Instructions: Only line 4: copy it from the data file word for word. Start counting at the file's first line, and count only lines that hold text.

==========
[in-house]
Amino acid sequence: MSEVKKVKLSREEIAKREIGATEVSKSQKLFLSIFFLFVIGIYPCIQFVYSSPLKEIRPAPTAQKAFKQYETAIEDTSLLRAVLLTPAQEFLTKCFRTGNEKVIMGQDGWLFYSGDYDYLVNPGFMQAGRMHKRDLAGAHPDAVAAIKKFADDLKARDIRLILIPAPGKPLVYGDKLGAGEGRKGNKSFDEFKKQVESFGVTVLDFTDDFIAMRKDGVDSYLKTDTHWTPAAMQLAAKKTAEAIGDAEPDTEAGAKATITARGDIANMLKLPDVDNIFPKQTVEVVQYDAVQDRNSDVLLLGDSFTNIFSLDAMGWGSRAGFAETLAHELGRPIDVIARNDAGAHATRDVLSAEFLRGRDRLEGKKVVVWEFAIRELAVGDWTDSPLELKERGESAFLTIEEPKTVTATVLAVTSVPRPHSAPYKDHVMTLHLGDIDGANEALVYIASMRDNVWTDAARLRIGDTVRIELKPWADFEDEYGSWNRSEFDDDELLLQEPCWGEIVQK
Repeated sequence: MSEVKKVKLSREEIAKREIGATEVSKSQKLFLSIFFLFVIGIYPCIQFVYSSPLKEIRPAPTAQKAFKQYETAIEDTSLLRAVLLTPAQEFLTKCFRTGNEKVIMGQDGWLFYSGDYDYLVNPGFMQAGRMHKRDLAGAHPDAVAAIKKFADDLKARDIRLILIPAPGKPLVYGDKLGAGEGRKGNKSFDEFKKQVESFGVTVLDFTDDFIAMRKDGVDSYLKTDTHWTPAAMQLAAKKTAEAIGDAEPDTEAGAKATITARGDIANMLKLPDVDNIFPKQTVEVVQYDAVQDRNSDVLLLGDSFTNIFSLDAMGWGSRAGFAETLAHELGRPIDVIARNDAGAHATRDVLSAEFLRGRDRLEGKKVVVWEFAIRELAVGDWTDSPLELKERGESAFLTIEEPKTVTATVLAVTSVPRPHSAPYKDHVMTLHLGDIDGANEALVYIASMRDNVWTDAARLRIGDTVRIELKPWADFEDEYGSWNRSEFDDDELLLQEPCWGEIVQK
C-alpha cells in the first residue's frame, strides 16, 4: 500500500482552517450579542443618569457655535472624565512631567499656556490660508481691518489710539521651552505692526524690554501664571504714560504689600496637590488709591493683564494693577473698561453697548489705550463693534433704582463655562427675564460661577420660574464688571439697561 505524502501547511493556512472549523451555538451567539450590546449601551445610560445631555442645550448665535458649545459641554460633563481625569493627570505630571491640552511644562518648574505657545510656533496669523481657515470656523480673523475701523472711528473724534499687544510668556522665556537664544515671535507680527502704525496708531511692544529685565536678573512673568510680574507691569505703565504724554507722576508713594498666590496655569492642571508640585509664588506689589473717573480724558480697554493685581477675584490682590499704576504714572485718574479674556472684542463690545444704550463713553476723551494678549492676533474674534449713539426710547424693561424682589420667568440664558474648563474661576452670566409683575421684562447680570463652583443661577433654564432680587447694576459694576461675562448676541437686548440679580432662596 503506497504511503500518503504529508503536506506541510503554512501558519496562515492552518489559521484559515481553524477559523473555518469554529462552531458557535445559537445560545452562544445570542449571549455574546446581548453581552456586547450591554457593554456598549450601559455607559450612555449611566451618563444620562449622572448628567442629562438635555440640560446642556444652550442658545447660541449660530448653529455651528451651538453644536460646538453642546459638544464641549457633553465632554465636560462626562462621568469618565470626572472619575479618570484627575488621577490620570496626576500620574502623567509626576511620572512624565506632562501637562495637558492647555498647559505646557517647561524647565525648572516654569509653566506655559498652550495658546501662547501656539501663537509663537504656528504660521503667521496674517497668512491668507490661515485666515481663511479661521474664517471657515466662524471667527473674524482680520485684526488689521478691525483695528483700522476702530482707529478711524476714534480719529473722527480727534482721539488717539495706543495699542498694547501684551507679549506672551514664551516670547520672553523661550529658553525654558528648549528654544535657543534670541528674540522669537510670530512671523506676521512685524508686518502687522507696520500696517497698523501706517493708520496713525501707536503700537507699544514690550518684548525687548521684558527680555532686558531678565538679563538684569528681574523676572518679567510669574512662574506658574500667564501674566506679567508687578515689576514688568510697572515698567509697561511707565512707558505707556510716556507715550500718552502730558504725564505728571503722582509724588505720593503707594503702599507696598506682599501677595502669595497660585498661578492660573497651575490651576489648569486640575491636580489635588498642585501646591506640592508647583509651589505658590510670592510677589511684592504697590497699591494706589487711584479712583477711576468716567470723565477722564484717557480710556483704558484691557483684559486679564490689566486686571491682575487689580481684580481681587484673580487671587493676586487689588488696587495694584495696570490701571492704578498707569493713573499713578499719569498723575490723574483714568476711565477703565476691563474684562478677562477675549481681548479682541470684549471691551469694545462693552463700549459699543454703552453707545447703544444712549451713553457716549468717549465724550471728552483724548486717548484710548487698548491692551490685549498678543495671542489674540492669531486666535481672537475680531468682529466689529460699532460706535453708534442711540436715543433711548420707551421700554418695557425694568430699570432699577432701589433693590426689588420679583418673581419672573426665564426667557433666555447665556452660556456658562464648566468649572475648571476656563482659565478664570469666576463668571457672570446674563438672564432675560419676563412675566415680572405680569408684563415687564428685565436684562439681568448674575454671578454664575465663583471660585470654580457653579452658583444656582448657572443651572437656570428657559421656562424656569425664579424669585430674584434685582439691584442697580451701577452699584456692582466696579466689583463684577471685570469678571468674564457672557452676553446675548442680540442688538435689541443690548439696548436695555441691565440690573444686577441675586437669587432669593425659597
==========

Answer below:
C-alpha cells in the first residue's frame, strides 16, 4: 500500500482552517450579542443618569457655535472624565512631567499656556490660508481691518489710539521651552505692526524690554501664571504714560504689600496637590488709591493683564494693577473698561453697548489705550463693534433704582463655562427675564460661577420660574464688571439697561 505524502501547511493556512472549523451555538451567539450590546449601551445610560445631555442645550448665535458649545459641554460633563481625569493627570505630571491640552511644562518648574505657545510656533496669523481657515470656523480673523475701523472711528473724534499687544510668556522665556537664544515671535507680527502704525496708531511692544529685565536678573512673568510680574507691569505703565504724554507722576508713594498666590496655569492642571508640585509664588506689589473717573480724558480697554493685581477675584490682590499704576504714572485718574479674556472684542463690545444704550463713553476723551494678549492676533474674534449713539426710547424693561424682589420667568440664558474648563474661576452670566409683575421684562447680570463652583443661577433654564432680587447694576459694576461675562448676541437686548440679580432662596 503506497504511503500518503504529508503536506506541510503554512501558519496562515492552518489559521484559515481553524477559523473555518469554529462552531458557535445559537445560545452562544445570542449571549455574546446581548453581552456586547450591554457593554456598549450601559455607559450612555449611566451618563444620562449622572448628567442629562438635555440640560446642556444652550442658545447660541449660530448653529455651528451651538453644536460646538453642546459638544464641549457633553465632554465636560462626562462621568469618565470626572472619575479618570484627575488621577490620570496626576500620574502623567509626576511620572512624565506632562501637562495637558492647555498647559505646557517647561524647565525648572516654569509653566506655559498652550495658546501662547501656539501663537509663537504656528504660521503667521496674517497668512491668507490661515485666515481663511479661521474664517471657515466662524471667527473674524482680520485684526488689521478691525483695528483700522476702530482707529478711524476714534480719529473722527480727534482721539488717539495706543495699542498694547501684551507679549506672551514664551516670547520672553523661550529658553525654558528648549528654544535657543534670541528674540522669537510670530512671523506676521512685524508686518502687522507696520500696517497698523501706517493708520496713525501707536503700537507699544514690550518684548525687548521684558527680555532686558531678565538679563538684569528681574523676572518679567510669574512662574506658574500667564501674566506679567508687578515689576514688568510697572515698567509697561511707565512707558505707556510716556507715550500718552502730558504725564505728571503722582509724588505720593503707594503702599507696598506682599501677595502669595497660585498661578492660573497651575490651576489648569486640575491636580489635588498642585501646591506640592508647583509651589505658590510670592510677589511684592504697590497699591494706589487711584479712583477711576468716567470723565477722564484717557480710556483704558484691557483684559486679564490689566486686571491682575487689580481684580481681587484673580487671587493676586487689588488696587495694584495696570490701571492704578498707569493713573499713578499719569498723575490723574483714568476711565477703565476691563474684562478677562477675549481681548479682541470684549471691551469694545462693552463700549459699543454703552453707545447703544444712549451713553457716549468717549465724550471728552483724548486717548484710548487698548491692551490685549498678543495671542489674540492669531486666535481672537475680531468682529466689529460699532460706535453708534442711540436715543433711548420707551421700554418695557425694568430699570432699577432701589433693590426689588420679583418673581419672573426665564426667557433666555447665556452660556456658562464648566468649572475648571476656563482659565478664570469666576463668571457672570446674563438672564432675560419676563412675566415680572405680569408684563415687564428685565436684562439681568448674575454671578454664575465663583471660585470654580457653579452658583444656582448657572443651572437656570428657559421656562424656569425664579424669585430674584434685582439691584442697580451701577452699584456692582466696579466689583463684577471685570469678571468674564457672557452676553446675548442680540442688538435689541443690548439696548436695555441691565440690573444686577441675586437669587432669593425659597